FDA Delays Decision on Wyeth Drug

Regulators want more time to review data on the Torisel kidney cancer drug.
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The Food and Drug Administration has delayed by three months a decision on kidney cancer drug Torisel from

Wyeth

(WYE)

.

The company announced Friday that the FDA wanted an extra three months to review additional data that it has requested from Wyeth on the drug. The original FDA action date was April 5. (U.S. stock markets were closed Friday in observance of Good Friday.)

"We are encouraged by the review process so far, and, with the submission of these analyses, we remain optimistic about the prospects for strengthening the product labeling for launch in the third quarter of 2007," said Robert Ruffolo, Jr., a senior vice president, in prepared comments Friday.

Torisel is in line to become the third therapy designed specifically for advanced kidney cancer. The FDA approved Nexavar from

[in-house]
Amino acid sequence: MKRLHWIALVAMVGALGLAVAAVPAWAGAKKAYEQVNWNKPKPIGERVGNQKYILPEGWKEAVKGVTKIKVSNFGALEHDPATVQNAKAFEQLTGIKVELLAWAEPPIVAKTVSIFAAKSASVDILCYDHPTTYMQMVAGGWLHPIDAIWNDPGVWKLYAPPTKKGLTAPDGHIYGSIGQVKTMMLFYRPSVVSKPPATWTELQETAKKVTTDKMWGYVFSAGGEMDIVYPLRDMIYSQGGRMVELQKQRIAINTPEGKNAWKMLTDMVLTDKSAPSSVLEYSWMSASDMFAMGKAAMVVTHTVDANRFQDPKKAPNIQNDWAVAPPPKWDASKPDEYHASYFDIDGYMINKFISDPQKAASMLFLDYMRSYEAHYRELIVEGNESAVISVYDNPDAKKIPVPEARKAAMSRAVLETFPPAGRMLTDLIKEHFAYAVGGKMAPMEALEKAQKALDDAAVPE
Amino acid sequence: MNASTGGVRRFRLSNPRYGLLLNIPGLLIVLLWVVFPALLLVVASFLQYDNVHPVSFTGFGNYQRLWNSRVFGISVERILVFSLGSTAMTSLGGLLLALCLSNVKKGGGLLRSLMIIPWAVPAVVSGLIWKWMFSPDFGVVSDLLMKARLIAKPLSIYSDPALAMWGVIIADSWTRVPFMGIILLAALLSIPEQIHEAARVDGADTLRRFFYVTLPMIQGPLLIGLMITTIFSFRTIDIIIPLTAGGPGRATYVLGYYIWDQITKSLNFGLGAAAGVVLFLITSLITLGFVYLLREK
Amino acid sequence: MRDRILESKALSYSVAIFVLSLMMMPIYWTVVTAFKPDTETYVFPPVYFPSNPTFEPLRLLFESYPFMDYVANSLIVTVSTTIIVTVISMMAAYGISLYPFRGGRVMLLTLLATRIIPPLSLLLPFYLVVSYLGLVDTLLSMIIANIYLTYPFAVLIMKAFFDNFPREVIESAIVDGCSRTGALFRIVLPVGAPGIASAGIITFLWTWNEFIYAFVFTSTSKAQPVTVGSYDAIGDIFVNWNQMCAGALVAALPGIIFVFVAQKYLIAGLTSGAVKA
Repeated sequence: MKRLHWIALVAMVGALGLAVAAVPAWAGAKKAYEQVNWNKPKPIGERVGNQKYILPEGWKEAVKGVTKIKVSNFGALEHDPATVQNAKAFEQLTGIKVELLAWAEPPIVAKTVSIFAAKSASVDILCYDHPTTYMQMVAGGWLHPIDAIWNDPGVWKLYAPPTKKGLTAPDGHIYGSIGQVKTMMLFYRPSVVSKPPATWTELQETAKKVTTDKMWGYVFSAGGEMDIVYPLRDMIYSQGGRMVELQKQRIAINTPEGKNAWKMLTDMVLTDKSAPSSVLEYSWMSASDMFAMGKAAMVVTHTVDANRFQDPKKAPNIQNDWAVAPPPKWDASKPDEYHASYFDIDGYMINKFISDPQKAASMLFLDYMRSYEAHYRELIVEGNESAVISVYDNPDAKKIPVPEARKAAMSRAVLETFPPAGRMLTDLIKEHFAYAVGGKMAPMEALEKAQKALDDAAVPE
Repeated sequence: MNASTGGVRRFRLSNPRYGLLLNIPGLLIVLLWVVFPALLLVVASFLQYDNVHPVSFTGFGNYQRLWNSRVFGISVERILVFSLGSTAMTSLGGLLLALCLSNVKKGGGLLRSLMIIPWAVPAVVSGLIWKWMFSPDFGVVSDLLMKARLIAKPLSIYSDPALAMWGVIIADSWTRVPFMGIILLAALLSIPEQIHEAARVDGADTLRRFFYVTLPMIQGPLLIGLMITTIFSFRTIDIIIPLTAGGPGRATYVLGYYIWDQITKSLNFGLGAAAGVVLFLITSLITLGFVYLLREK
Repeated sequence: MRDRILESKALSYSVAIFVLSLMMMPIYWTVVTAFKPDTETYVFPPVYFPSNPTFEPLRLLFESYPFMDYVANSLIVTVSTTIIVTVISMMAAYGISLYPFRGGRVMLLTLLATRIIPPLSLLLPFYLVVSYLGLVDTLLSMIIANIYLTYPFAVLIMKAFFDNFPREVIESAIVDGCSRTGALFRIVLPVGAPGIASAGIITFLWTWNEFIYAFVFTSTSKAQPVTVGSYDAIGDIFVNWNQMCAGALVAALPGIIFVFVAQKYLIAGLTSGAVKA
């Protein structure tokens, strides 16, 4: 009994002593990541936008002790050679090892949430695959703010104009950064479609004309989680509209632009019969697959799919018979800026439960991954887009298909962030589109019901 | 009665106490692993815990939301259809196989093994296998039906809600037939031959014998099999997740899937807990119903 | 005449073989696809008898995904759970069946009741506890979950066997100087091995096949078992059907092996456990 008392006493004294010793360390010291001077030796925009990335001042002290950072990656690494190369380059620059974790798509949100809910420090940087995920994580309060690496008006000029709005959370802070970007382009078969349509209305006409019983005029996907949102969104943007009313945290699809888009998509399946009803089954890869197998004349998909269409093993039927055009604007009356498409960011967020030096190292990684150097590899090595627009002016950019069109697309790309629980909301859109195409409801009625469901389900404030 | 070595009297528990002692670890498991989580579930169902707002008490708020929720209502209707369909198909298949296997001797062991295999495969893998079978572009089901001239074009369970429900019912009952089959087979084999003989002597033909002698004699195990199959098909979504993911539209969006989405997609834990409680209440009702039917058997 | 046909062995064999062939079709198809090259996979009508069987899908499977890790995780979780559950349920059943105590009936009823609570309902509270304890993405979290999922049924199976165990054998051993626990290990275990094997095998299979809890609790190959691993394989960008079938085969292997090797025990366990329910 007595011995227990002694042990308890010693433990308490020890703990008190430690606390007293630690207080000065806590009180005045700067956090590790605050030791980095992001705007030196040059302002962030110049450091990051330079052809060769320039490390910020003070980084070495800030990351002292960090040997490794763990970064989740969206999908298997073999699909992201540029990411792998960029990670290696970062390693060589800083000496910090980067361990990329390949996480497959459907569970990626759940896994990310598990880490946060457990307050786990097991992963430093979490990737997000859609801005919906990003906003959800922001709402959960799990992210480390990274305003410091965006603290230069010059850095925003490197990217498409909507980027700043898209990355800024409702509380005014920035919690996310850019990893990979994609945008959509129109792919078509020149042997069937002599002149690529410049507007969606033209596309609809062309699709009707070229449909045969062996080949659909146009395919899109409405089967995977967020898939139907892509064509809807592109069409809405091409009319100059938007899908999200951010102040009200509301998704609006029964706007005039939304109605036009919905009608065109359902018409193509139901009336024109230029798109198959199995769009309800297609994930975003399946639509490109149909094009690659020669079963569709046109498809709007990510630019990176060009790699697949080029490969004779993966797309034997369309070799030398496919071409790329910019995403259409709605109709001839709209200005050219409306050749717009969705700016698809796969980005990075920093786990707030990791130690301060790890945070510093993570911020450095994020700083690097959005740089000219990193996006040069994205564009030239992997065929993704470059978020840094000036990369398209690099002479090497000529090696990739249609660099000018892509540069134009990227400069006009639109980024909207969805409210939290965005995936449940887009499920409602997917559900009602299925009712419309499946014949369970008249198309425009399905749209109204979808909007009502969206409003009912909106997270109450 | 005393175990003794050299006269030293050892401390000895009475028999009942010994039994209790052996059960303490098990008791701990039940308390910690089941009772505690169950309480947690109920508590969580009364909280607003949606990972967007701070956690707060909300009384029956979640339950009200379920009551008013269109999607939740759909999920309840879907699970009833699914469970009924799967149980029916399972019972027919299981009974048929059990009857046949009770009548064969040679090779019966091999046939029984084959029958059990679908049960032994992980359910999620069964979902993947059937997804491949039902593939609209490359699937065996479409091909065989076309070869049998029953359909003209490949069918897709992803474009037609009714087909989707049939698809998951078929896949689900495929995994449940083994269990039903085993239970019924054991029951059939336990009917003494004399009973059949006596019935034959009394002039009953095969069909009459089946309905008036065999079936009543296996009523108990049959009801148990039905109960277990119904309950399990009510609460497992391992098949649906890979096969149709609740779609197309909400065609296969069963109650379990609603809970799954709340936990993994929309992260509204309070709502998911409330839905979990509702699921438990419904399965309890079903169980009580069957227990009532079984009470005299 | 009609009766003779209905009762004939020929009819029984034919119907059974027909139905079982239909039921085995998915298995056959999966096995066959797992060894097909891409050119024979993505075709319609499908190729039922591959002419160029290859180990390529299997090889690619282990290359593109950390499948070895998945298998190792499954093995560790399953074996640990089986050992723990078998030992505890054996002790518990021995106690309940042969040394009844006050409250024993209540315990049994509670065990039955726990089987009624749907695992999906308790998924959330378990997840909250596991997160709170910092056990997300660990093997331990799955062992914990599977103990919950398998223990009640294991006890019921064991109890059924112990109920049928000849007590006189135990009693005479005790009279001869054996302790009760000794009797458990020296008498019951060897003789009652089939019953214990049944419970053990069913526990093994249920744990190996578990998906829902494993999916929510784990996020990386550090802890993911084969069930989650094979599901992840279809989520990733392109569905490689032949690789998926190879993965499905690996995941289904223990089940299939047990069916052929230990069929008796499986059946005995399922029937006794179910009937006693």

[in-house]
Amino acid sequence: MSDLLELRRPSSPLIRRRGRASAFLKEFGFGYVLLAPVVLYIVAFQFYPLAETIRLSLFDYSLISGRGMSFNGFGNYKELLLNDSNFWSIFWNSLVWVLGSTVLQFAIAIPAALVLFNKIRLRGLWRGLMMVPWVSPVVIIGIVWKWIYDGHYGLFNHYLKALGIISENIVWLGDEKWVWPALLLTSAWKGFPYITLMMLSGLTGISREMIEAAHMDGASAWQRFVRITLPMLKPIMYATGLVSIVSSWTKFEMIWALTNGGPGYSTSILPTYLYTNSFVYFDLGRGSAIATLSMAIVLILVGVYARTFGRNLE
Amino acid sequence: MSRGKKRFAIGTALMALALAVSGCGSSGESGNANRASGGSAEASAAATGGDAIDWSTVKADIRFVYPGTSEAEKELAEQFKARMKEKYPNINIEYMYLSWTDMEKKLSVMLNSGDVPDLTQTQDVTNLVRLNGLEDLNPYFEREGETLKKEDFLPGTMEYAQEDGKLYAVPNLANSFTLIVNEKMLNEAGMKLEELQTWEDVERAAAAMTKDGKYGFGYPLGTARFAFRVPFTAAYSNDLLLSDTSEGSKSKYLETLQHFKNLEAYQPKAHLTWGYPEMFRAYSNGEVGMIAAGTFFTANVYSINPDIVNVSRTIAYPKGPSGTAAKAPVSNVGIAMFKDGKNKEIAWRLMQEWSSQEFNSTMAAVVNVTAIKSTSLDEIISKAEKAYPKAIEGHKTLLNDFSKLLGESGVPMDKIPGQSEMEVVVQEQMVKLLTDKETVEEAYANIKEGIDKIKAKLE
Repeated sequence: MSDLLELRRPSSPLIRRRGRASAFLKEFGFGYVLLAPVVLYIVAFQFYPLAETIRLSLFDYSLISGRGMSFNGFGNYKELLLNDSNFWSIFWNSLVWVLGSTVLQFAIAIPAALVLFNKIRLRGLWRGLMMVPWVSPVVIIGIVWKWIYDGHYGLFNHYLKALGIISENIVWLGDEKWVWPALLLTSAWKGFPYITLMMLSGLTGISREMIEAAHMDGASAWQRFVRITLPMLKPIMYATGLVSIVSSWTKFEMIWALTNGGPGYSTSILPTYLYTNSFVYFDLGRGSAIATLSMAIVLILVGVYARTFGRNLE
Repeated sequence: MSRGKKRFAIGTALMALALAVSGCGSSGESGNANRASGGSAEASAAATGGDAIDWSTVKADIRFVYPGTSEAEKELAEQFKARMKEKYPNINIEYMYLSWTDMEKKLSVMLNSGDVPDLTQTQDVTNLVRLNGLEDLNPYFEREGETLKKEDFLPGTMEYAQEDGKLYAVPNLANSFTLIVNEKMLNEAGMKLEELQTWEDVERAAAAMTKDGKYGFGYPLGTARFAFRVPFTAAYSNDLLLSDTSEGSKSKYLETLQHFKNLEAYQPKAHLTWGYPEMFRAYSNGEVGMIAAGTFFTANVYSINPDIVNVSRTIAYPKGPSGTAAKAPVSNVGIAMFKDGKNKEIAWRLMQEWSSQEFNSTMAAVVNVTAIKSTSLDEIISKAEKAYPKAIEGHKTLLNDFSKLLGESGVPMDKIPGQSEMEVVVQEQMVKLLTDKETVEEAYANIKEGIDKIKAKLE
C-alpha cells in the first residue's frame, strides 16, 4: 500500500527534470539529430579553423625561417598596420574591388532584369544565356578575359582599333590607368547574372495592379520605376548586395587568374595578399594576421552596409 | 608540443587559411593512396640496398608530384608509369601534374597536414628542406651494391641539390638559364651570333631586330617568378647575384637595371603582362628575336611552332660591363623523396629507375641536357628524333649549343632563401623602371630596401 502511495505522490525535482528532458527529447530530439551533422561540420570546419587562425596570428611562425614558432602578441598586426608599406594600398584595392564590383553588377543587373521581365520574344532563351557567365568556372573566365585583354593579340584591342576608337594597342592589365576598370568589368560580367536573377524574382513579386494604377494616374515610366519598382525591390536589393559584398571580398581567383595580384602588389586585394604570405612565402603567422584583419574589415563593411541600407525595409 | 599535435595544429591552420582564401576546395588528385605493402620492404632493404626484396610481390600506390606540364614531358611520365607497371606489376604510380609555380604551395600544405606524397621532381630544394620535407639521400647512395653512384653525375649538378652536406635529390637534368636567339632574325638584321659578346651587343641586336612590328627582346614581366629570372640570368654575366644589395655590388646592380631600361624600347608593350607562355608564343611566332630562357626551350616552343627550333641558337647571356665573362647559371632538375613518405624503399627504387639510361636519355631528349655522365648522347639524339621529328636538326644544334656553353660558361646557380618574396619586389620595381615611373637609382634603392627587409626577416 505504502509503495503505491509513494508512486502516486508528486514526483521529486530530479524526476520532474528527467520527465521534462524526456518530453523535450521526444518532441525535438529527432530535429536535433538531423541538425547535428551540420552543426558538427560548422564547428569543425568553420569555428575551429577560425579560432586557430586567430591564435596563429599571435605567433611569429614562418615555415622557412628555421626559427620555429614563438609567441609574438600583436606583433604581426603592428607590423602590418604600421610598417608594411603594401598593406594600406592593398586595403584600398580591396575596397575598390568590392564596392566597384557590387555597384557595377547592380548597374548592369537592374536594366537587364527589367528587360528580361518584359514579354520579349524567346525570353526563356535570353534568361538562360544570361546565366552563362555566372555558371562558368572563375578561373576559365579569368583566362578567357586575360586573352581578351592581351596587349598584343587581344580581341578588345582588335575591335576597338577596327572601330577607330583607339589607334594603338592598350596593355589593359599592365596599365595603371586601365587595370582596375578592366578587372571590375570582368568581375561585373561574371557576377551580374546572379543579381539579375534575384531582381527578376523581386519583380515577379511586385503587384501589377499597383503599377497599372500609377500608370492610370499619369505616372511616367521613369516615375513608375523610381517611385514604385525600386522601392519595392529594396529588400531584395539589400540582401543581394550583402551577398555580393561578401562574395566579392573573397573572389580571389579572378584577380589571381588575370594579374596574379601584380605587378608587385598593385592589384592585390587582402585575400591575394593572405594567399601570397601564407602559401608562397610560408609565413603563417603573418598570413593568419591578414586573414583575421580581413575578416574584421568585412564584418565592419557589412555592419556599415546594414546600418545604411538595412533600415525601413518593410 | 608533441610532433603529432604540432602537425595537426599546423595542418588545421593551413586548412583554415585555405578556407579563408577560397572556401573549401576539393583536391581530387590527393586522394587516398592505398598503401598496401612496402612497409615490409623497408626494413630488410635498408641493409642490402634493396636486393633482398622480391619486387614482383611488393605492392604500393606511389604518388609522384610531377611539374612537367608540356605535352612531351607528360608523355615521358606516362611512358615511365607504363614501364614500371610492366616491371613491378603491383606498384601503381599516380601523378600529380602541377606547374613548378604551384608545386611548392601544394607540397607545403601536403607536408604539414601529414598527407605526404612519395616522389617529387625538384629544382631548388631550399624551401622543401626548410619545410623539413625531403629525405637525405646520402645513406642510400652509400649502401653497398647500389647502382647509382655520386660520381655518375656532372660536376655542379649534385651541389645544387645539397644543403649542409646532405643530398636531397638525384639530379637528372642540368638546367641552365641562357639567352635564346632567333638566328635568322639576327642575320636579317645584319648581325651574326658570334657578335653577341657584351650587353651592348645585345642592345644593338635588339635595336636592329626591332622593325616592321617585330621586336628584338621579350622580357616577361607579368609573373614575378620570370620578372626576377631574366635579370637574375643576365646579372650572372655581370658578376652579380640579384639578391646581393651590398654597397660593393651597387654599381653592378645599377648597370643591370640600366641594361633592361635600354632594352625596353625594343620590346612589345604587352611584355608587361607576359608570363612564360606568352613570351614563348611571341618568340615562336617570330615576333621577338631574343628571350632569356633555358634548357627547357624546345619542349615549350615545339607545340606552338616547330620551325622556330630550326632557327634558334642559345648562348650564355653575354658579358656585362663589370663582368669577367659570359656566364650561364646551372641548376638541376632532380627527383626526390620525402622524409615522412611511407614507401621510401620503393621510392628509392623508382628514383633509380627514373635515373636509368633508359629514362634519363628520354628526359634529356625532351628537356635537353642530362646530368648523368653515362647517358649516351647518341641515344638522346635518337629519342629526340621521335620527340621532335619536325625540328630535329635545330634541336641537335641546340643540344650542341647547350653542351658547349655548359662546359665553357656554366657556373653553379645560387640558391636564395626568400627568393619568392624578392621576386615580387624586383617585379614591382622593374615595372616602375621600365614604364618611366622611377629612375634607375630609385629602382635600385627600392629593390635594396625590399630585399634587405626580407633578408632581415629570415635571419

Onyx Pharmaceuticals

(ONXX)

and

Bayer

(BAY)

in December 2005. Nexavar had worldwide sales of $165 million last year.

Pfizer's

(PFE) - Get Report

Sutent was approved by the FDA in January 2006 for advanced kidney cancer and a rare form of stomach cancer. Sutent produced $219 million in sales last year, including $167 million in the U.S.

Torisel also is

one of six Wyeth products that the FDA is expected to review this year. Wyeth is waiting for the agency's verdict on drugs to treat schizophrenia, depression and the symptoms of menopause as well as for a ruling on an oral contraceptive and a drug designed to prevent osteoporosis.

In a related matter, Wyeth says the FDA has completed a reinspection of a Puerto Rico plant cited for

manufacturing problems by the agency in May 2006. Wyeth said Thursday it will respond to FDA's questions by mid-April, adding that it is "hopeful" the FDA "will be able to determine in the near future that the

manufacturing issues have been satisfactorily resolved."

Until the matter is settled, Wyeth is prohibited from making several drugs (including the oral contraceptive, and treatments for menopause symptoms and depression) that are awaiting FDA approval.

Wyeth said the plant also was inspected in late March by the European Union's counterpart to the FDA. There were "no critical or major observations, and Wyeth received a positive evaluation of the site's compliance status," the company said.